U.S. Commander Stanley McChrystal's very public participation in the Obama administration's internal debate about its Afghanistan strategy has highlighted the continuing challenges to civil-military relations that I wrote about in Foreign Affairs two years ago ("Bush and the Generals," May/June 2007).
McChrystal first waded into the strategy debate with his leaked assessment of the situation in Afghanistan, which concluded that the United States should shift its strategy to population security and dedicate more resources and up to 40,000 additional troops to the war. Days later, he revealed that he had spoken to the president only once since his appointment as commander of U.S. troops in Afghanistan and, in an address in London, went on to dismiss as "short-sighted" Vice President Joe Biden's preferred strategy of cutting U.S. losses and prosecuting the campaign using Predator and cruise-missile strikes.
Needless to say, senior Obama administration officials were not pleased. Obama's national security adviser, General James Jones, told CNN a few days later that it is "better for military advice to come up the chain of command." Secretary of Defense Robert Gates reinforced this message in a speech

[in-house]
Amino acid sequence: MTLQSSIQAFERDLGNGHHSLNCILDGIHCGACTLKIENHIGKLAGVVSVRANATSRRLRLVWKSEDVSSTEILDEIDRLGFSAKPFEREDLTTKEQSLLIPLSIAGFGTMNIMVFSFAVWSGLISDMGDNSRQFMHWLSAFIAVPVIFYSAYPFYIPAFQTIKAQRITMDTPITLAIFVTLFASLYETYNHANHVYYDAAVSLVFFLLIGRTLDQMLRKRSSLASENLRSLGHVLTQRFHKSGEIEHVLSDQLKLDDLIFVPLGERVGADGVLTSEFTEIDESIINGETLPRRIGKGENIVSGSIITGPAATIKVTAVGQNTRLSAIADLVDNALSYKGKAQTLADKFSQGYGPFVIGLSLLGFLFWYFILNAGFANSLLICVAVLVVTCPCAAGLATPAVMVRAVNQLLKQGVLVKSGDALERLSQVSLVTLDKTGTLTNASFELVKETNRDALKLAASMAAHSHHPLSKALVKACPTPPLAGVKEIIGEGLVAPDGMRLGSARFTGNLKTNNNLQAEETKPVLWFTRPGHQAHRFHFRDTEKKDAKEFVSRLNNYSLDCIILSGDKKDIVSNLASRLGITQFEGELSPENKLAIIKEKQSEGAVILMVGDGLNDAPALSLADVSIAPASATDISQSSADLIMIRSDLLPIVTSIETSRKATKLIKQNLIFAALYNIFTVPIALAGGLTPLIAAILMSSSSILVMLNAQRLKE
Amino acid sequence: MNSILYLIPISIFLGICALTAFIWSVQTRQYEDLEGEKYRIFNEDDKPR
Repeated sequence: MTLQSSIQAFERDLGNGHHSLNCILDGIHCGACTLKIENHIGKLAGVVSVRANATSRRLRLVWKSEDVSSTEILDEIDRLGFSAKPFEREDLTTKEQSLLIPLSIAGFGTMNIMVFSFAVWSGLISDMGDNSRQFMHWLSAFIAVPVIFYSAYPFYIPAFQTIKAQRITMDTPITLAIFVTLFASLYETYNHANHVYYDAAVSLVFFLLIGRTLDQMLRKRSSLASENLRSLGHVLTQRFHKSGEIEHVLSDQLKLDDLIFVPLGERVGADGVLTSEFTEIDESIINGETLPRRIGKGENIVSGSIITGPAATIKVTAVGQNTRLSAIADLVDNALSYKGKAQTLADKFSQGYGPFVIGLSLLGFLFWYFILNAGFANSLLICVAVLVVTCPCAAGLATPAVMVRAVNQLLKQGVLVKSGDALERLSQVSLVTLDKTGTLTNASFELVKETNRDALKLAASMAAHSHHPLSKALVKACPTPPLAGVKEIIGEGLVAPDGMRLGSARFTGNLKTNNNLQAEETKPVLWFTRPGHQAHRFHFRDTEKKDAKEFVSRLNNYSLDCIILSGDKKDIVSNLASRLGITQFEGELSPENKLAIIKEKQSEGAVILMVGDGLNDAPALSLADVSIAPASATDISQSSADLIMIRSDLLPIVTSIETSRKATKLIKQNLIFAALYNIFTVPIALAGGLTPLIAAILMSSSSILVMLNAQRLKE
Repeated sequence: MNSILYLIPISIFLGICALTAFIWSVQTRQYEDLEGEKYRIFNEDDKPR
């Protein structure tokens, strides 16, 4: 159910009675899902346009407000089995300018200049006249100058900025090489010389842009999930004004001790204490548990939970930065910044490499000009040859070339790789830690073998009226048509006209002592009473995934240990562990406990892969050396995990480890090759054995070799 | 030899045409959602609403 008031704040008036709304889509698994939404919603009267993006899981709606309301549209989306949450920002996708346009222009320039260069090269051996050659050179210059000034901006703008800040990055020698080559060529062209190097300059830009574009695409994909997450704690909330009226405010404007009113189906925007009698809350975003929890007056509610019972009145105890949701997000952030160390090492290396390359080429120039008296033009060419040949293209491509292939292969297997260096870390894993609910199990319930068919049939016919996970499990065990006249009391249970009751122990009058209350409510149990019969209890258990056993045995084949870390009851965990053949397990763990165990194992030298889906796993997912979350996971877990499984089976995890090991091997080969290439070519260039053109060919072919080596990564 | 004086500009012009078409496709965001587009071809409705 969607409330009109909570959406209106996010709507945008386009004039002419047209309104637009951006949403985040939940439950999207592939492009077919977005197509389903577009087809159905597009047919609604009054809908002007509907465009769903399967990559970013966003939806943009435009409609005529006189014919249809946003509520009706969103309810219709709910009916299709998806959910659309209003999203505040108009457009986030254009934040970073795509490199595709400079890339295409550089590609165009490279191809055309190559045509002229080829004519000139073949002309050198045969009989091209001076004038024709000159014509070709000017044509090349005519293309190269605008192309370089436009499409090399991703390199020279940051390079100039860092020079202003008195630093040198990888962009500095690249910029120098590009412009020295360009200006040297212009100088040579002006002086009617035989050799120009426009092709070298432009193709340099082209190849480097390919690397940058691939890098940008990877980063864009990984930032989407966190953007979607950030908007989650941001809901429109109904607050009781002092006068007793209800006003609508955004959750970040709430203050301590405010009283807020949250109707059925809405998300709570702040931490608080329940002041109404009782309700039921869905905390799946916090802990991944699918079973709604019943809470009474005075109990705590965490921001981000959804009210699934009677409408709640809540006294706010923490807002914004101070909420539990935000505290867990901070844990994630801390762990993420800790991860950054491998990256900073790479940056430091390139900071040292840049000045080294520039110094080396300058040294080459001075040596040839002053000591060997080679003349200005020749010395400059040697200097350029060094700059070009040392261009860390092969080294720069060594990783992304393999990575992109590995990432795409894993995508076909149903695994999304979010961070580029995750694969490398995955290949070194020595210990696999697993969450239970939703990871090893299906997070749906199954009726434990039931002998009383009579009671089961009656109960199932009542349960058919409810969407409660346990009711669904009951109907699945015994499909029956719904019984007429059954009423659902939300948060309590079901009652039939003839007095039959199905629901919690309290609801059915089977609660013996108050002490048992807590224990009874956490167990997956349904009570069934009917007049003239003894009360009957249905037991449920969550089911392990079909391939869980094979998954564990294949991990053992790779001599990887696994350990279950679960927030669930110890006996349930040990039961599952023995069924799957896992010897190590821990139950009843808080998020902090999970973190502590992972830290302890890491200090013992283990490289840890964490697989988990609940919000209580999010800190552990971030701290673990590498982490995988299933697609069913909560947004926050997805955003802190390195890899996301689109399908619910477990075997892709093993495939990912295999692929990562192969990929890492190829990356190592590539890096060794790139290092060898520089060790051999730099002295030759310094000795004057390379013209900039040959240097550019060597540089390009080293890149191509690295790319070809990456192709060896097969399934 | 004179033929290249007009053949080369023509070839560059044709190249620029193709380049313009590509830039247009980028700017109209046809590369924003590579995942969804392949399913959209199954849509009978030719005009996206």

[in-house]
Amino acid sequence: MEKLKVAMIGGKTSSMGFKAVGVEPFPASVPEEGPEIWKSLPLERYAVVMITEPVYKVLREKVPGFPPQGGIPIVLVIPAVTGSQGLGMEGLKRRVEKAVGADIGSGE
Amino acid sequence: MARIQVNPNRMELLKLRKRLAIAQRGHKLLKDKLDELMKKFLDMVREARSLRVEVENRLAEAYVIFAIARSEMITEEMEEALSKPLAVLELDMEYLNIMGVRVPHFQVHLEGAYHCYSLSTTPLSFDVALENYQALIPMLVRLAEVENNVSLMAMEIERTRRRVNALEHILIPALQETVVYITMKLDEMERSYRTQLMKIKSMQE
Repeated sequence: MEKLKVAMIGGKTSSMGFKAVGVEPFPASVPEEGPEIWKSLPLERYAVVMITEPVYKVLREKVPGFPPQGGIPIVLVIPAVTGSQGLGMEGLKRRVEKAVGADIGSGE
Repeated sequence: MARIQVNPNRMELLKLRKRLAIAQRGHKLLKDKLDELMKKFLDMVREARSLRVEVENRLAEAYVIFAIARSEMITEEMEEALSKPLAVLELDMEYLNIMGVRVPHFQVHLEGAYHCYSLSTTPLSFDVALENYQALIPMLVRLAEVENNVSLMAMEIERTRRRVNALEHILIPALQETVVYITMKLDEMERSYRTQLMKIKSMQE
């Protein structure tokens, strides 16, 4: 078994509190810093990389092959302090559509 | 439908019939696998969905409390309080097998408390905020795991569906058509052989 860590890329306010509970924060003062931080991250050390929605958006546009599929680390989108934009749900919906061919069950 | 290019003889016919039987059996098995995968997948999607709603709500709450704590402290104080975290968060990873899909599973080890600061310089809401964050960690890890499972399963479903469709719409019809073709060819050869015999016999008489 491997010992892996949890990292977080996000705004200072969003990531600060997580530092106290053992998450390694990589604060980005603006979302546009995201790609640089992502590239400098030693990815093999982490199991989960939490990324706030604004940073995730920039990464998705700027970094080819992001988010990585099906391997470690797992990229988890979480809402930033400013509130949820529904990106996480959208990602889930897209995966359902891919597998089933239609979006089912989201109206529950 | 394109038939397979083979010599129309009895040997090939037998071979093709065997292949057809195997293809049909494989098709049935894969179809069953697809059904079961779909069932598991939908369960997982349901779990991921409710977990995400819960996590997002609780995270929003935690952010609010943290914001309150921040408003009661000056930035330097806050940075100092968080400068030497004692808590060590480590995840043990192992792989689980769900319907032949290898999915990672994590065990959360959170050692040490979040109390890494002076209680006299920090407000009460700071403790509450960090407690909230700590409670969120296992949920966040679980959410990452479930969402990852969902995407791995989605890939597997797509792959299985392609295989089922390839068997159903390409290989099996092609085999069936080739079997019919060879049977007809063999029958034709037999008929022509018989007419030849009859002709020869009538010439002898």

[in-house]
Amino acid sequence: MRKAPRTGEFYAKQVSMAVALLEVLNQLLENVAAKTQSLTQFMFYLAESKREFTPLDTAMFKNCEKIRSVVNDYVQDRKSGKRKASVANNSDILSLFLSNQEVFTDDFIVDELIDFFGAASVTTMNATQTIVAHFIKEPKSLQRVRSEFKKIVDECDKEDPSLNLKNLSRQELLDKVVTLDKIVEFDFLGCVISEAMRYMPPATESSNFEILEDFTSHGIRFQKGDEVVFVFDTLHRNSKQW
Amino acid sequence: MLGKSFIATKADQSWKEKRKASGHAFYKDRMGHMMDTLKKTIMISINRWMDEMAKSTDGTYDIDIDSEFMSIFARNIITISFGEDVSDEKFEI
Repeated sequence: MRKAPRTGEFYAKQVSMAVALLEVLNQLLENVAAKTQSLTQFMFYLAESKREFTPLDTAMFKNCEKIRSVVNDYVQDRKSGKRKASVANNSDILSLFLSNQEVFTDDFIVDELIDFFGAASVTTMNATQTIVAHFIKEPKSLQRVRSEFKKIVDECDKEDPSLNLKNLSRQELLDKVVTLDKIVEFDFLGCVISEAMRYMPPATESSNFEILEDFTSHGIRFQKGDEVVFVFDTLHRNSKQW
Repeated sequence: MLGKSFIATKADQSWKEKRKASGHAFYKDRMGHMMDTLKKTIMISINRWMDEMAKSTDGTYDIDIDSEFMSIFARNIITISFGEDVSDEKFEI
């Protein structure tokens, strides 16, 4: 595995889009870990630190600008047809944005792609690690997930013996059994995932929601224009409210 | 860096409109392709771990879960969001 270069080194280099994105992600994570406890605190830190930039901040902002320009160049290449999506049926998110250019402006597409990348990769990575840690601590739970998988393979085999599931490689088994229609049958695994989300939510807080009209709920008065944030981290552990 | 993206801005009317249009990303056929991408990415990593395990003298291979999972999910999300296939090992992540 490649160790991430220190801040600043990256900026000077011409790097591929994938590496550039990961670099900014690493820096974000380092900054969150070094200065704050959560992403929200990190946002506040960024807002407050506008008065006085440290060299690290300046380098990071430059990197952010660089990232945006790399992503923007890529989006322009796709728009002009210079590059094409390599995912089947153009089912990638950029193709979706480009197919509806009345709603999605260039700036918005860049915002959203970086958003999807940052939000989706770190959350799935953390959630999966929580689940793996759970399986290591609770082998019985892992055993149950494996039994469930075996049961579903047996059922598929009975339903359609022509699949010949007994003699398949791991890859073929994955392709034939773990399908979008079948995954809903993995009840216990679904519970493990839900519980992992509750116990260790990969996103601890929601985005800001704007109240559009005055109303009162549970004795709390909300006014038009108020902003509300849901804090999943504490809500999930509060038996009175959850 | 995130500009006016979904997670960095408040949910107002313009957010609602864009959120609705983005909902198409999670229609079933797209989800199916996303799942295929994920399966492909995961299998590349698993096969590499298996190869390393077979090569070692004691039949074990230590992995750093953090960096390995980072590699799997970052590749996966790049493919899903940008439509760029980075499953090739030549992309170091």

two days after that by saying, "It is imperative that all of us taking part in these deliberations -- civilians and military alike -- provide our best advice to the president candidly but privately."
No one disputes McChrystal's right, indeed obligation, to provide the president with his candid assessment of the situation in Afghanistan and his frank advice on how to proceed. The issue is the public manner in which he did so. For his part, McChrystal maintained that his comments were simply intended to foster a healthier policy debate, and he promised to execute whatever policy the administration chose.
McChrystal's defenders argue that he did nothing different than former Army Chief of Staff
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